Alternatively to the above setup, you can use the following setup to hardcode which flavor’s unit tests should be run:

That way we’re all covered, no matter if we’re building all the flavors, or just one. Remember, the lesson here is flavor-dependent and agnostic unit tests should be triggered once. There is no redundancy, but there is full coverage. Every software increment is safe.


We started with around 30 minutes per build.

Total time for unit testing then.

And finished up with the below results when running one flavor.
Down to ~5/6 minutes per build.

Total time for unit testing now.

And also down to ~3 minutes per build when running all the flavors
at once, which means each flavor is responsible for its own unit tests finally. Yes, that’s a separate config in order to optimize build time even further.

Total time when running all of the flavours. Build time for those unit tests per one flavour.
Artifacts Deployment

Review your Deploy to step. According to the documentation [1] [2] [3] for the following steps test reports are deployed automatically:

  • Xcode Test for iOS
  • Android Unit Test
  • iOS Device Testing
  • Virtual Device Testing for Android

As noted in the documentation, by default Android unit and UI tests are deployed to Bitrise directory and are provided via the Test reports tab. They are easily accessible — but the question is — are they really necessary?

We have robust unit tests. They fail rarely in CI because the entire team writes and runs them frequently. On the other hand, it’s easy to check Bitrise for which logs failed.

Deciding what to deploy

We already changed from Android unit test step for Bitrise to Gradle Unit Test step which does not deploy unit tests reports automatically. And we want it that way. What about the rest of the artifacts? For automation builds we’ve decided not to deploy any APKs. They are not needed.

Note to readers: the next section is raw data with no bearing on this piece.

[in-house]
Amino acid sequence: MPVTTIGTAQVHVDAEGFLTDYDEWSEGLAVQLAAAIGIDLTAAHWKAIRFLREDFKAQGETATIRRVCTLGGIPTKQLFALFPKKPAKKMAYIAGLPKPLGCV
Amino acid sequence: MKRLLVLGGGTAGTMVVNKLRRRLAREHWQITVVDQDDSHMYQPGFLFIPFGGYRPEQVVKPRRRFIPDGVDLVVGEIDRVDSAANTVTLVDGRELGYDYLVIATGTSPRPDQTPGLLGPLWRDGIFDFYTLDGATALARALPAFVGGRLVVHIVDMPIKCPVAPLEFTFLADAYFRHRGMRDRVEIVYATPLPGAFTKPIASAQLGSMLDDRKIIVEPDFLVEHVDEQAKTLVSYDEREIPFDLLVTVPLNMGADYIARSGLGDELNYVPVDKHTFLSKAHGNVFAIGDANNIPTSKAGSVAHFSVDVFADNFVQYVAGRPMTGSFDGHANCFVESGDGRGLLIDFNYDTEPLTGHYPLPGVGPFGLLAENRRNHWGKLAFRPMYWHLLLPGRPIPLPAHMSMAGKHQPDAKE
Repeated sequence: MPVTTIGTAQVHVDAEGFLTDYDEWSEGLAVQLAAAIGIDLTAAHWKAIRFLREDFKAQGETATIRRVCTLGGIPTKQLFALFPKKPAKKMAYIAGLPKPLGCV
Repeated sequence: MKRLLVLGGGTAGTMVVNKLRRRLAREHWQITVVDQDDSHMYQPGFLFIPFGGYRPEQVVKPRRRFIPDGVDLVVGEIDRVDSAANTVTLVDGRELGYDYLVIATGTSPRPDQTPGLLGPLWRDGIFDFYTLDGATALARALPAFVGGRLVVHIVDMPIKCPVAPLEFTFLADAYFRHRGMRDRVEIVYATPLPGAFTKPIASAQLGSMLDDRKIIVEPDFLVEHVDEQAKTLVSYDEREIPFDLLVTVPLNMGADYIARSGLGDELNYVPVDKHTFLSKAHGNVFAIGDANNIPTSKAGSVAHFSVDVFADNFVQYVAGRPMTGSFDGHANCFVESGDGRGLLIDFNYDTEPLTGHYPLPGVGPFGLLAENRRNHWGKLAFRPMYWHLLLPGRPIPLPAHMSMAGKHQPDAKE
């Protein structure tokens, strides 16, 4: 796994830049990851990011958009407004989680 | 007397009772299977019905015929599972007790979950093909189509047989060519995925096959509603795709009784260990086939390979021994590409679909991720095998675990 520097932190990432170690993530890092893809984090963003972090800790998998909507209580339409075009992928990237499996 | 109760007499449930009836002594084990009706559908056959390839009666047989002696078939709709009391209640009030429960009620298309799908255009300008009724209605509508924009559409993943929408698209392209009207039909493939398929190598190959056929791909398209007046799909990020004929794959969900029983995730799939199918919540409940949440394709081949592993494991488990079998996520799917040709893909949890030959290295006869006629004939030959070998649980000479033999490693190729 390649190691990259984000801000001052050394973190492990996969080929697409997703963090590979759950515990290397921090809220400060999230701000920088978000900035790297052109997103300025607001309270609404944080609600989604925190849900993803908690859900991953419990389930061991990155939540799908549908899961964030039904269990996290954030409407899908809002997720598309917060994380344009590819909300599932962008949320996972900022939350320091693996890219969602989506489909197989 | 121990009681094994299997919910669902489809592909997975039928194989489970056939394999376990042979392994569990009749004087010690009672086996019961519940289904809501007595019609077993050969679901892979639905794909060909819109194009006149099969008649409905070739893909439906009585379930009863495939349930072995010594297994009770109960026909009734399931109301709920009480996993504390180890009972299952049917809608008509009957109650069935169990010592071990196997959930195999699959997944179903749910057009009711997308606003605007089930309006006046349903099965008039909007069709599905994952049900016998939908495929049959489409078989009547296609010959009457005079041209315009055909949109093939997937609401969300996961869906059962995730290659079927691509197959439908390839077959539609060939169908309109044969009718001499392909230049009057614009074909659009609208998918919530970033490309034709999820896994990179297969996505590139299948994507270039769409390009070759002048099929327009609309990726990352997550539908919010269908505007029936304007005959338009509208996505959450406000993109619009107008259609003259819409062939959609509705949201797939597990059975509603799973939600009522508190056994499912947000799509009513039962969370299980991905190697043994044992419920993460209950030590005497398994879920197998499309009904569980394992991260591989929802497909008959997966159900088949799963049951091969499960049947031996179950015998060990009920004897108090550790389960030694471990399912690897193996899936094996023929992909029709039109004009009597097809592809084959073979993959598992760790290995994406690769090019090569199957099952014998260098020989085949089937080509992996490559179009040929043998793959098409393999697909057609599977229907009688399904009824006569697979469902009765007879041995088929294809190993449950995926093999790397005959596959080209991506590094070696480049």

We also already know that Virtual Device Testing for Android step deploys UI tests results into the Test Reports directory. We decided that for all of the builds we are going to move or remove Deploy to step completely as an experiment.

Also, Deploy to step is always triggered before unit tests but after APK creation. That way, only application (uatRelease APK for example) and the UI tests report are deployed.

Initially deploy to step took from 2.1 to 3.2 minutes.

Initially 3.2 min was total time per this step.

After the changes, it’s 0 minutes for some builds. It is ~8 seconds for most of them.

That’s how quick it could be!
Automation workflow

One of the low-hanging fruits was to change what is being done as a part of a particular workflow, since they all have different goals. As I mentioned, we have feature, automation, develop and release workflow.
In our case, initially, all of the mentioned workflows had basically the same setup. Why is this wrong? Because, as we said, workflows simply have different responsibilities.

Understanding the differences in workflows

I have already mentioned the automation workflow. It’s because it is special compared to other workflows. The only responsibility automation workflow has is to support Software Engineers in Test in writing and securing automation test suite. That simple conclusion means we can trim several steps from it; in our case, APK and other artifacts creation and deployment. We were also able to get rid of custom scripts we had there for the release app or “runtime” resources optimizations steps and beyond.


By doing this, the automation build is a fast feedback loop for the SETs. It takes around 10 minutes less than other builds. I believe it’s a huge win for the SETs team.